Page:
ILLINOIS' PATH TO MODERN ENERGY POLICY

 
Illinois has been a national leader in energy policy for the last 20 years. 

Electric Restructuring  -  Late 1990's

Starting in the 1990's many customers became interested in shopping for their own electric supply.  By 1997 Illinois had approved electric deregulation that kept electric utilities as regulated delivery companies but allowed the power plants to operate on the free market.  Restructuring brought billions of dollars in efficiencies and savings to the State.

Modernizing Utility Regulation to Focus on Customer Benefits

From 2009 -2013 Illinois passed a series of measures that modernized regulations to benefit customers.  Utilities implemented comprehensive energy efficiency programs, adopted new reliability standards and deployed smart grid technology.  

Market Based Rates - Investing in Renewable Energy  2007

Switching from regulated to market rates was phased in over a decade. At the end of the transition period many residential customers found that the market did not offer them the products they had become accustomed to. In response Illinois implemented a series of rate relief policies to soften the transition. Policies were also implemented for municipal aggregation and to require significant investments in renewable energy.

Modernizing Electric Generation Policy Future Energy Jobs

In 2016 Illinois modernized policies for electric generation. Efforts to improve energy efficiency and expand renewable energy were dramatically increased. These policies establish the framework for preserving baseload generation while increasing renewable energy.

HISTORY OF THE ELECTRIC

POWER INDUSTRY

 
How We Built the Most Complex
Machine in the World
Thomas Edison And Electric Service

Thomas Edison built the first power station designed to serve customers. The Pearl Street Station was built around 1880 in Manhattan. It provided service to 59 customers. From that humble beginning, an industry grew that transformed, powered, and lit the world.

Samuel Insull, Chicago Edison, And The Economies Of Scale

Samuel Insull revolutionized the electric industry by deploying two new technologies together. Insull invested in new steam turbines that could produce a lot more power at lower costs and alternating current transformers that could efficiently move electricity greater distances. With these new technologies Insull consolidated 20 different electric companies in Chicago, forming Commonwealth Edison in 1907. From the beginning, ComEd was recognized as one of the most progressive and lowest cost utilities in the world.

State Regulation Creates The
First Electric Public Utilities

As electric technology developed, it became clear that the economies of scale and large capital requirements made the industry a natural monopoly. Wisconsin and New York were the first to provide a regulatory compact for electric companies. Companies were offered monopoly status in exchange for an obligation to serve all customers at just and reasonable rates.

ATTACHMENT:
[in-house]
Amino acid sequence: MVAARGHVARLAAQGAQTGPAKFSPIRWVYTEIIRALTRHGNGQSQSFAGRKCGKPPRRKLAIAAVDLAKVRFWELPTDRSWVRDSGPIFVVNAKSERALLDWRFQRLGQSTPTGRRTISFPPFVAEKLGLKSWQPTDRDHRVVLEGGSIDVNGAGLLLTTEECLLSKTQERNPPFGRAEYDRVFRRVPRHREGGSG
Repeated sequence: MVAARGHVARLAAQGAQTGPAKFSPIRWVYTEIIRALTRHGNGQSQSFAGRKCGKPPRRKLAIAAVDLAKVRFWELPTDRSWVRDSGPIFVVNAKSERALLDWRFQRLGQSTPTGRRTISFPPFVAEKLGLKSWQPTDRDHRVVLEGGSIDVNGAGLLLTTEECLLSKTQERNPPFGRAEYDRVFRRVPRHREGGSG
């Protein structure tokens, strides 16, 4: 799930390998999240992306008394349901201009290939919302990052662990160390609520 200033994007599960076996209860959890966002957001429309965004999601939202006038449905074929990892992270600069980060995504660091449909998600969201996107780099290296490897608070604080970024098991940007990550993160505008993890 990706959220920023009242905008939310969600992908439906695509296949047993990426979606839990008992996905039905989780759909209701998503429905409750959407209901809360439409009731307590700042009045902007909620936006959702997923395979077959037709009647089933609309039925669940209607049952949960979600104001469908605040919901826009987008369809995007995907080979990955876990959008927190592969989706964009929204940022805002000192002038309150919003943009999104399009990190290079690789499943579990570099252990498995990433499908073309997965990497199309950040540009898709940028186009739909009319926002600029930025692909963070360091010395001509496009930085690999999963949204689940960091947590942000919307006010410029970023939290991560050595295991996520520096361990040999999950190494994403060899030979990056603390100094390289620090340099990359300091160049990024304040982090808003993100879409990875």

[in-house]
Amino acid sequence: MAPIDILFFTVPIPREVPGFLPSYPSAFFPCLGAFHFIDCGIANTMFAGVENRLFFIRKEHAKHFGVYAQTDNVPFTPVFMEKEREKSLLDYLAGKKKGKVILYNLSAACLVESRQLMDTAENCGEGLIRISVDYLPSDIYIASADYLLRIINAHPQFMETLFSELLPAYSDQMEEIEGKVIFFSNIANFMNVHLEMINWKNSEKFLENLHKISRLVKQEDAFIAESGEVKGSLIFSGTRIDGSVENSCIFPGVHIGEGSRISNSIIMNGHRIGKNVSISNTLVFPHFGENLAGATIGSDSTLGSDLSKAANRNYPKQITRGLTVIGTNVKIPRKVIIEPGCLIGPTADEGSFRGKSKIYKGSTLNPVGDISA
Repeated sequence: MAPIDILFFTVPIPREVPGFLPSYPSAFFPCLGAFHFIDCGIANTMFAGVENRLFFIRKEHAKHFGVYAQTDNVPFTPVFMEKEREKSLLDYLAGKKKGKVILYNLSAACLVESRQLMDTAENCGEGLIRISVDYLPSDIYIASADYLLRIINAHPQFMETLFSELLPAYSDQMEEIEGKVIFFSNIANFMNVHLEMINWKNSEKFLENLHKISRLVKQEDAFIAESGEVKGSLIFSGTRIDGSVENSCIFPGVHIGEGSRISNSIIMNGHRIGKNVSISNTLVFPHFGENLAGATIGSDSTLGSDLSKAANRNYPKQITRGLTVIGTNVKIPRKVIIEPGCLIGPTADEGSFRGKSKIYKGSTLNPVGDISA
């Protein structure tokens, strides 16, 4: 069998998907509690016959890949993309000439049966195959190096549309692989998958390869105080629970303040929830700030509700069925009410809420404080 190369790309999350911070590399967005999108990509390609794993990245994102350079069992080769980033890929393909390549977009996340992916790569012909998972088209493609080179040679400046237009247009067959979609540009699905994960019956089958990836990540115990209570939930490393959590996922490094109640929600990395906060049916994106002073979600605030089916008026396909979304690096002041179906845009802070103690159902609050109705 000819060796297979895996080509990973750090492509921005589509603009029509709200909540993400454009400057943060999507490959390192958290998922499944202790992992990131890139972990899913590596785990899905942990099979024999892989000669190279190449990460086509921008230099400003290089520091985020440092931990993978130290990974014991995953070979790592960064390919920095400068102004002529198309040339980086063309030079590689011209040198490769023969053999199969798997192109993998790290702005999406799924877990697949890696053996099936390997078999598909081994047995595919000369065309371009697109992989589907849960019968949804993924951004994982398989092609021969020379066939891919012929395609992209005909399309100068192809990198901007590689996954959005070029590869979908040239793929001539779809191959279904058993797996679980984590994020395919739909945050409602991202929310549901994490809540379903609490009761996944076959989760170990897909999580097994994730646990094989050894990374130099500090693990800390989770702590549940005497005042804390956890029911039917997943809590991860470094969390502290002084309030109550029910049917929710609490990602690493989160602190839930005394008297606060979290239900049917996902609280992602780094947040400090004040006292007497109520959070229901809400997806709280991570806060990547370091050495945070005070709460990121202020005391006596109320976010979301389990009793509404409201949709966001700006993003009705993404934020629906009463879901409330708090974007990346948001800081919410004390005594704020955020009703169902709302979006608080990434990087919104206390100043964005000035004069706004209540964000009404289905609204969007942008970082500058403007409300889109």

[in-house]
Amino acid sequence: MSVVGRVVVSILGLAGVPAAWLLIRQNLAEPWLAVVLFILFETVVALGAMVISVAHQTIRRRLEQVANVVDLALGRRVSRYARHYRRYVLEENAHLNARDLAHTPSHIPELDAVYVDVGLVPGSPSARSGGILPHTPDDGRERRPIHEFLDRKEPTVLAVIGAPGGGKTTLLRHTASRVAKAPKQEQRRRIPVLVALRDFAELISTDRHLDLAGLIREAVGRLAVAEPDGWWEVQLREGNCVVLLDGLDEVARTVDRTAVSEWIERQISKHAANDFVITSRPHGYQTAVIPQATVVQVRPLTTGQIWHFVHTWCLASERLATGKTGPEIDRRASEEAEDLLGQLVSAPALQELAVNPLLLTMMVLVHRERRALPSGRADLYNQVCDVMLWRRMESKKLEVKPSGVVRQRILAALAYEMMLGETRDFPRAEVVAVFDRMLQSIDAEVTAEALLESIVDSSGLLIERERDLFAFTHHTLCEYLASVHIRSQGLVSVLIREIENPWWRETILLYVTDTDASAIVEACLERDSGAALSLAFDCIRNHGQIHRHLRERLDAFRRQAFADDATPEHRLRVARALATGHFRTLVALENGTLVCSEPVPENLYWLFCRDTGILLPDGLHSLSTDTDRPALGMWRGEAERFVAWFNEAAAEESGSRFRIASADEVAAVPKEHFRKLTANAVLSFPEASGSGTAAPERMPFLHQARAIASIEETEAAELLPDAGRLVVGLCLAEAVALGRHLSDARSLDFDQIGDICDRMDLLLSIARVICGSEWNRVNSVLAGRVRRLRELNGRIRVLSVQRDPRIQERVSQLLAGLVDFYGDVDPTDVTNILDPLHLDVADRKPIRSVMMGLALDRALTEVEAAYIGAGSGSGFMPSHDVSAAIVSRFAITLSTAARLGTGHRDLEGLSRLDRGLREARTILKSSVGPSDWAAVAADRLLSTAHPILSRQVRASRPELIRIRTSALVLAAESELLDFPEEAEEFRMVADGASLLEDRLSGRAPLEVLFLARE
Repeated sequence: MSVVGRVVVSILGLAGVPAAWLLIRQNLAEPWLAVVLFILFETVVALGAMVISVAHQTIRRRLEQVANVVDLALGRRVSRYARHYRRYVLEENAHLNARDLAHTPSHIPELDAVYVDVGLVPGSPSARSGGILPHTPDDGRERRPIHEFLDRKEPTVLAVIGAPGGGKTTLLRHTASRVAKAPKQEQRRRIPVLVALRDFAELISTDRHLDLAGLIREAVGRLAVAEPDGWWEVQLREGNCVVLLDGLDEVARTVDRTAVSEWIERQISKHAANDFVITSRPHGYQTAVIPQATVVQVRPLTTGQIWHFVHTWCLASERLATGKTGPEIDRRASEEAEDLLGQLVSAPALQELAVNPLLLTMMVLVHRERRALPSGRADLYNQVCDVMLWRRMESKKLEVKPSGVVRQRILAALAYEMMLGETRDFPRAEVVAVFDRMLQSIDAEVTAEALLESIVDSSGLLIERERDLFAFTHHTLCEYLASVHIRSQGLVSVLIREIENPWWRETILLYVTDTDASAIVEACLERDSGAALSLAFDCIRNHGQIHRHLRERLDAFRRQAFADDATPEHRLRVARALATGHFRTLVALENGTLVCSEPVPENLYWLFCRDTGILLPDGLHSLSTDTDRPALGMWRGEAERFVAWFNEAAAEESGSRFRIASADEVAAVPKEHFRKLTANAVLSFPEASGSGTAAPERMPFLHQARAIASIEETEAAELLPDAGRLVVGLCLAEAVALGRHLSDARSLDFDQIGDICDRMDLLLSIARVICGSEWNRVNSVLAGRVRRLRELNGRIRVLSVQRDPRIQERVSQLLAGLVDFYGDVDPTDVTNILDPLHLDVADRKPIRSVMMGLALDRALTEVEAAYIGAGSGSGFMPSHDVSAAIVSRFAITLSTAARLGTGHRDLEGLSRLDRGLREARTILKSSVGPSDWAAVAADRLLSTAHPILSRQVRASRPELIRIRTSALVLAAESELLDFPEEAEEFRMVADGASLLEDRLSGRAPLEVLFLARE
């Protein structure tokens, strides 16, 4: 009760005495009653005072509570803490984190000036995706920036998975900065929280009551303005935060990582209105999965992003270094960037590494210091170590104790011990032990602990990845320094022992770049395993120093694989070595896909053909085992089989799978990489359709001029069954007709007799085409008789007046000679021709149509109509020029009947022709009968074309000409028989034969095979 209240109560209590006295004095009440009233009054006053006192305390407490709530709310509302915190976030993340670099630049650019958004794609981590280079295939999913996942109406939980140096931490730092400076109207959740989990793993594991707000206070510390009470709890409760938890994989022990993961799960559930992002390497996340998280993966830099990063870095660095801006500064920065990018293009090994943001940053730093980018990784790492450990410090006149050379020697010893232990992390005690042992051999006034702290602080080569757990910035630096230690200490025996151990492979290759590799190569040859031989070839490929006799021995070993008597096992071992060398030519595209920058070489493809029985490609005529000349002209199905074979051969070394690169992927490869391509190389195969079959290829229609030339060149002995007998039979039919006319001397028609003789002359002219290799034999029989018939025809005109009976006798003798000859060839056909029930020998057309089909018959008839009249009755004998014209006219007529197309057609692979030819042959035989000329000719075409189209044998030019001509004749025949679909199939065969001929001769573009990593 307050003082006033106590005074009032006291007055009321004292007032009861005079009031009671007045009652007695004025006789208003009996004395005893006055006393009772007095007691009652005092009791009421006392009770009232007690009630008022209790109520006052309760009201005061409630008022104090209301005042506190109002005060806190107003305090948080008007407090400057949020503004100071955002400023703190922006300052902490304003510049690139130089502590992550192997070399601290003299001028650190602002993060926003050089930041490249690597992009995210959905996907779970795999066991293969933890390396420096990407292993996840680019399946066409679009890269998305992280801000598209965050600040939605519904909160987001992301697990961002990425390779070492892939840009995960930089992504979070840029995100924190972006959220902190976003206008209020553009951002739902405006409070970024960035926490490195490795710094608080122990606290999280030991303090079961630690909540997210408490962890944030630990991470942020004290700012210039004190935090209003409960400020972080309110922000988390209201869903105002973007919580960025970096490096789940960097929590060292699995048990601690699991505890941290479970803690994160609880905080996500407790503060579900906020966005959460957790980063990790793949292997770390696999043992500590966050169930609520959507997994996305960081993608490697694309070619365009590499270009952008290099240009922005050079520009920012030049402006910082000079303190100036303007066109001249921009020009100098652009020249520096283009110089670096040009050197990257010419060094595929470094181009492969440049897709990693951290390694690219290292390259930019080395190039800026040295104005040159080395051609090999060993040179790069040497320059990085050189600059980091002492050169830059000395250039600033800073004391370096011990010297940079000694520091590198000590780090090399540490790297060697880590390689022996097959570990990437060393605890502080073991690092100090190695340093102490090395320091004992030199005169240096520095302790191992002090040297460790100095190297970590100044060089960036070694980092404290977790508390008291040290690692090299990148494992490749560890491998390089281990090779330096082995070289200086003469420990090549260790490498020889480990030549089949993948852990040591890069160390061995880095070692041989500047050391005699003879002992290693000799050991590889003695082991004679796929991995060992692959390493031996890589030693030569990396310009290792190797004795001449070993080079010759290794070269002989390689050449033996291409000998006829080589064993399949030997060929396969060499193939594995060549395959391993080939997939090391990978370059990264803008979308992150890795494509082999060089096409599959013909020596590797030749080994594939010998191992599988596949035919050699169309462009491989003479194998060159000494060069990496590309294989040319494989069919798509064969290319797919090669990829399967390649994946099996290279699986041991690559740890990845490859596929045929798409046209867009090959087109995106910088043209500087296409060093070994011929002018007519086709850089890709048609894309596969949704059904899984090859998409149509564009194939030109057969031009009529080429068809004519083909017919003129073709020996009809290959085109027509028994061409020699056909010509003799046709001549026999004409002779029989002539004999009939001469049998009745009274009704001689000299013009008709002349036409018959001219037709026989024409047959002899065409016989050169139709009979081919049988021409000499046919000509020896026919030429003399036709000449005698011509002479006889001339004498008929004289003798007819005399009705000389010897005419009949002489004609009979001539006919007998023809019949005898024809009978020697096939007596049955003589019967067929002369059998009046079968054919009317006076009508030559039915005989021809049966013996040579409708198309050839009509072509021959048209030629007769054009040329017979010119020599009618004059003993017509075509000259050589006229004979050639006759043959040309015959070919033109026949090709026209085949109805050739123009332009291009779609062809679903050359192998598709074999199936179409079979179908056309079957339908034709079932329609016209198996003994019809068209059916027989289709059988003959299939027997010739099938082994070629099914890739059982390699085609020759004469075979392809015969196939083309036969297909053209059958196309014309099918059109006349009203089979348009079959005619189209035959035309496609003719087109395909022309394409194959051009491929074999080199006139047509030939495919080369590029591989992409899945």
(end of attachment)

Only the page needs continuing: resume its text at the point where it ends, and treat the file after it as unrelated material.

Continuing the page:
Moving Beyond

The Traditional Grid

Over the last 100 years the electric power industry has built the interconnected transmission grid into the most complicated machine in the world. The electric power industry is investing in Smart Grid, transportation electrification, renewable energy, and energy efficiency to move the industry forward for another century.

ELECTRIC POWER

INDUSTRY

 
Powering the Illinois Economy

Electric Generation,
Transmission, And Distribution

Accounting for 5% of the economy, the electric power industry provides 103,000 direct jobs with 286,000 total jobs supported and induced. With $4.2 billion annually invested in Illinois infrastructure, the electric power industry is essential to the State.

Powering Jobs, Careers And
Communities

The electric power industry has created quality jobs in every corner of Illinois. On average the industry pays over $100,000 a year. Veterans are a significant portion of all new hires, and billions of dollars have been spent to support diversity and inclusion.

Generating Investments And Innovation

Generation companies have invested billions of dollars in Illinois to make the State the 5th largest generation State in the country. Meanwhile, the electric utilities have invested billions in new Smart Grid technology to make the State a leader in innovation and efficiency.

Generating Support For Government And Communities
Throughout Illinois

The electric power industry and its suppliers in Illinois pay over $3.7 billion a year in taxes. The electric power industry is one of the largest taxpaying industries in Illinois and pays taxes in

every municipality in the State.

GENERATION IN

ILLINOIS

 
The Investments
that Power Illinois

Baseload Generation, Ensuring Reliable And Affordable Energy

Designed to run almost all the time, baseload is provided by large plants using thermal energy to generate electricity. Nuclear and coal make up the majority of baseload generation in Illinois. No current technology can replace baseload generation.

Peak
Generation

Peaking generation is designed to run for short periods of time to meet the most extreme demand changes throughout the day. These plants can be quickly dispatched and provide power on a moments notice. Most peaking plants are powered by natural gas in Illinois.

Intermediate Generation

Unlike baseload, intermediate generation is designed to turn on and off throughout the year to accommodate predictable and seasonal changes in demand. Natural gas and coal make up most of Illinois' intermediate generation.

Intermittent Generation,
Renewables

Intermittent generation is designed to minimize the environmental impact of electric generation. It relies upon environmental conditions to provide power. When available, intermittent generation helps to control cost at peak times and provide for a cleaner and healthier environment.